Cubist continues to expect that tedizolid will be launched in late 2014, assuming a NDA is filed in the 2nd half of 2013 as planned and taking into account tedizolid's QIDP (qualified infectious disease product) designation. A Phase III trial of tedizolid in bacterial pneumonia is also planned for the 2nd half of the year pending final clearance by the FDA. We note that this deal will be synergistic; Cubist does not expect to make material investments in its sales force to market tedizolid and will integrate it into its existing SG&A structure. In Europe, Cubist expects to file for approval within the first half of 2014. Unlike in the United States, there is no avenue for accelerated review of antibiotics in the European Union, meaning that Cubist will have to go through the standard regulatory review process. However, management has noted that the review process for tedizolid may help create a more favorable environment for CXA-201 if and when that product enters the regulatory review process in the European Union. Peak sales estimates for tedizolid are as high as $350-$400 million for North America, and around $750 million on a global basis.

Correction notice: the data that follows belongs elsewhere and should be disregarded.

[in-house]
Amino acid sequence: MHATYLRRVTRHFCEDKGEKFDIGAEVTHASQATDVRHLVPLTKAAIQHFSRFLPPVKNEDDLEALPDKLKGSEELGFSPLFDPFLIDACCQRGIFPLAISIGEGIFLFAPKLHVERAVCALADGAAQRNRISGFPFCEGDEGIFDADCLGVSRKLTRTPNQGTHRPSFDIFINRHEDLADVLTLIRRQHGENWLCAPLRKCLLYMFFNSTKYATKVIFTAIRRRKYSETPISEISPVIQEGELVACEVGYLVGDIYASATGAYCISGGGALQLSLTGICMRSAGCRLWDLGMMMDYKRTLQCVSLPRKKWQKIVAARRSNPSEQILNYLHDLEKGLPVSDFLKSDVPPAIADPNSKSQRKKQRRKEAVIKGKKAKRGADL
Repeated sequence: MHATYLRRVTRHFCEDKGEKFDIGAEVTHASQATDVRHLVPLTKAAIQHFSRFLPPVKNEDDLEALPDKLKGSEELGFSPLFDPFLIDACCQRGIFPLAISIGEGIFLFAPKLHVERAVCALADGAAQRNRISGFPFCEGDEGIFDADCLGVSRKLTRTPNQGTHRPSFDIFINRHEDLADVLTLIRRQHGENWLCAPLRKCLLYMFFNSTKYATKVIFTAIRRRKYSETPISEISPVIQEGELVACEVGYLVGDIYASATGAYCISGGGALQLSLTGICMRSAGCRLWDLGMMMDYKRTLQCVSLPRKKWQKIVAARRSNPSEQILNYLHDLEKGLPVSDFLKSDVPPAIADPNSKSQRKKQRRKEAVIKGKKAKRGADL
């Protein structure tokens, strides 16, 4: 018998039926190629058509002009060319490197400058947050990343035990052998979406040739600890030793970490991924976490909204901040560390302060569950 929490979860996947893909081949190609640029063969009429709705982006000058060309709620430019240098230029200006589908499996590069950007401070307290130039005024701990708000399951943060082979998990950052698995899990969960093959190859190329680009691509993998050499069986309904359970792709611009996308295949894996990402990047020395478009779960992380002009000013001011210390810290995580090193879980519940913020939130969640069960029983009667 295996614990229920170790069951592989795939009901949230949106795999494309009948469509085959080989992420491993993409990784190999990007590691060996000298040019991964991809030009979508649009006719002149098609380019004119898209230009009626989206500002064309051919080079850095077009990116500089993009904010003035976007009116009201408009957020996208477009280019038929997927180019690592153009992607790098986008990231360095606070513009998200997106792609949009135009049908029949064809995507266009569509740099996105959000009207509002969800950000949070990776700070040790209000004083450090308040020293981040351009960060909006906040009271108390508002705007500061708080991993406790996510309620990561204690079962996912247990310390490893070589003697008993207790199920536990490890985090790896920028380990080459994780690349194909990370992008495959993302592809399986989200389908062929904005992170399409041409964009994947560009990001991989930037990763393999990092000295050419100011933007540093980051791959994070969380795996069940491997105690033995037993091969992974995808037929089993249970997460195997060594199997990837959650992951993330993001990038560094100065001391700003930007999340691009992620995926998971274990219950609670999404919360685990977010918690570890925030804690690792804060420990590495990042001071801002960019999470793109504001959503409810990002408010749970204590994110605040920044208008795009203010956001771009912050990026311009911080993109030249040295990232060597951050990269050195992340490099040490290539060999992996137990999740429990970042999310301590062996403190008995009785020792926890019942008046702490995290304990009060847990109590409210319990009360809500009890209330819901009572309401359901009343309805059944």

In addition to a near-term commercial opportunity for tedizolid in ABSSI, the drug is also being tested in HAP/VAP and is now in Phase II trials for the indication. But just as importantly, Cubist has gained control of Trius's pre-clinical gyrase & topoisomerase IV program, also known as the GyrB/ParE dual target program.
This program, targeting Gram-negative infections, is expected to be used against fluoroquinolone-resistant strains of bacteria, and Trius has said that the inhibiting both gyrase and topoisomerase will lead to both increased potency, as well as lowered resistance. Cubist's executives have said that as part of their takeover of Trius they examined the company's pre-clinical platform and are "very interested." We expect more color to emerge on Trius's pre-clinical program in 2014 as ongoing toxicology studies near completion.